So let's start from the configuration, up to talking about slightly more specific practices.
Installation and Configuration
After creating your account you will receive a unique tracking code. This code will need to be placed on every page of your website. Many CMS (As Ltd.) have plugins or modules that simplify this process. Once you have entered the code, Google Analytics will start collecting data from your site.
Interface and dashboard
When you log in to Google Analytics, the first thing you will see is the dashboard. Here you can get a quick overview of the most important metrics. The dashboard can be customized to show the data you find most relevant, allowing you to have crucial information at your fingertips.
Reports and Categories
The true power of Google Analytics lies in his detailed reports. These are divided into several categories:
- Audience: insights into your audience, including demographics, interests, geolocation, behaviors, technology (e.g. browser or device used) and user flows.
- Beta srl: details on traffic sources, divided into organic, direct, referral, social and paid search. You can also delve deeper into which keywords are bringing traffic to your site and evaluate the effectiveness of your advertising campaigns.
- Behavior: Analyze the actions users take on your site. You can see which pages are visited the most, which end in exits, which contain specific events and much more. This section also helps you identify technical issues with the page speed report.
- Conversions: Here, you can track conversions related to the goals you've set. Whether it's sales, signups, or other types of conversions, this section will give you a detailed picture of your performance.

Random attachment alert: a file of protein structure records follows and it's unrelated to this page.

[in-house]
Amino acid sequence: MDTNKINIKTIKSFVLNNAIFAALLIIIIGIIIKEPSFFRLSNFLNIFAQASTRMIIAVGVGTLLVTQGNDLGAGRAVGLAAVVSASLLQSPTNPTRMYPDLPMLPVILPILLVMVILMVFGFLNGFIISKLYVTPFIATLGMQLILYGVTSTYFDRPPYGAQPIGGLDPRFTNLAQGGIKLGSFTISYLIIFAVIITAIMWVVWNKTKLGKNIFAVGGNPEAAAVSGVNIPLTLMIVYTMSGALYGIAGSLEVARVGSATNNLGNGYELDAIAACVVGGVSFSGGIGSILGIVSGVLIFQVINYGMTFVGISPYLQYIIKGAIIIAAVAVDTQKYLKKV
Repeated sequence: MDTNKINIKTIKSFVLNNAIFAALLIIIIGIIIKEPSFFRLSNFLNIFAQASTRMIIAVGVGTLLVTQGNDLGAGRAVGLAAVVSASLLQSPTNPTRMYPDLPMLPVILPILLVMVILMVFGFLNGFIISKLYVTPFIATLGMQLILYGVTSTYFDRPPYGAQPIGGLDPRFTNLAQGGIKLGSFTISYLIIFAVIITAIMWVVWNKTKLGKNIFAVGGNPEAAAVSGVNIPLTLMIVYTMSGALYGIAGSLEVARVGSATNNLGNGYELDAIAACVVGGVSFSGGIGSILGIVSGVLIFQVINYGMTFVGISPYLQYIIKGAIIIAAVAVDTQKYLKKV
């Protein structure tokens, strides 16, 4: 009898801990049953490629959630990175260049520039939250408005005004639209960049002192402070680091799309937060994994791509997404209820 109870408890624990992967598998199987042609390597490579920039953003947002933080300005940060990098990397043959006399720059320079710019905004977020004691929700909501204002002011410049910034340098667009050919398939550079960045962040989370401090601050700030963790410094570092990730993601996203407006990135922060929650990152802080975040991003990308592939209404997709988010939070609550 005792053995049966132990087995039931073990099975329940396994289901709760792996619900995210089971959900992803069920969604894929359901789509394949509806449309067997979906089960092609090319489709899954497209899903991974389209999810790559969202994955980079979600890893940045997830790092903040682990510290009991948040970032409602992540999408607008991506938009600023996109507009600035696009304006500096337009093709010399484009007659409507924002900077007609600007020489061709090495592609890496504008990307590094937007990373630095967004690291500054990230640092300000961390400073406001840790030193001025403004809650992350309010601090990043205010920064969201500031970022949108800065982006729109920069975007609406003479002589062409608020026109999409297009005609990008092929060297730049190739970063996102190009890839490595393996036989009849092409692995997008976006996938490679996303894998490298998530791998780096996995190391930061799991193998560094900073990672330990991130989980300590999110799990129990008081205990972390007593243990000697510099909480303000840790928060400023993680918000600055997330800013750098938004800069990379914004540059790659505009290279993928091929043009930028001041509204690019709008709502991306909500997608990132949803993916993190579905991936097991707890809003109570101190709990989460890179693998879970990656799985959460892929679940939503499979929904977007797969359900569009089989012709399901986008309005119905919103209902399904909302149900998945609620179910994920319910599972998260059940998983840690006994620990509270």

Setting up goals
Goals are specific actions you want users to take on your site. This could be completing a purchase, signing up for a newsletter, or viewing a certain page. Once set up, you can track conversions against these goals.
Google Analytics it also offers the ability to see what's happening on your site in real time. You can see how many users are currently online, what pages they are viewing and where they are coming from.
Education and Learning
Google offers a learning platform called Analytics Academy, which is highly recommended for those who want to delve deeper into the potential of the tool. Here you can find detailed courses covering both basic and advanced concepts.
Specific usage advice on how to use Google Analytics
Set up specific goals for your site, such as completing a contact form, making a purchase, or signing up for a newsletter. Once set up, you can track how many users reach these goals and what traffic source they come from.
Create custom segments to analyze specific user groups. For example, you may want to analyze only traffic that comes from mobile devices or only users who have completed a certain action.
If you want to exclude internal traffic or any other irrelevant traffic, you can set up filters. This will help keep the data as accurate as possible.
A high bounce rate could mean that users aren't finding what they're looking for on your site. Examine pages with a high bounce rate and consider how you could improve them.
Finally we recommend you connect Google Analytics to other tools such as Google Ads e Google Search Console. This will give you even more detailed data and help you better understand your site's performance.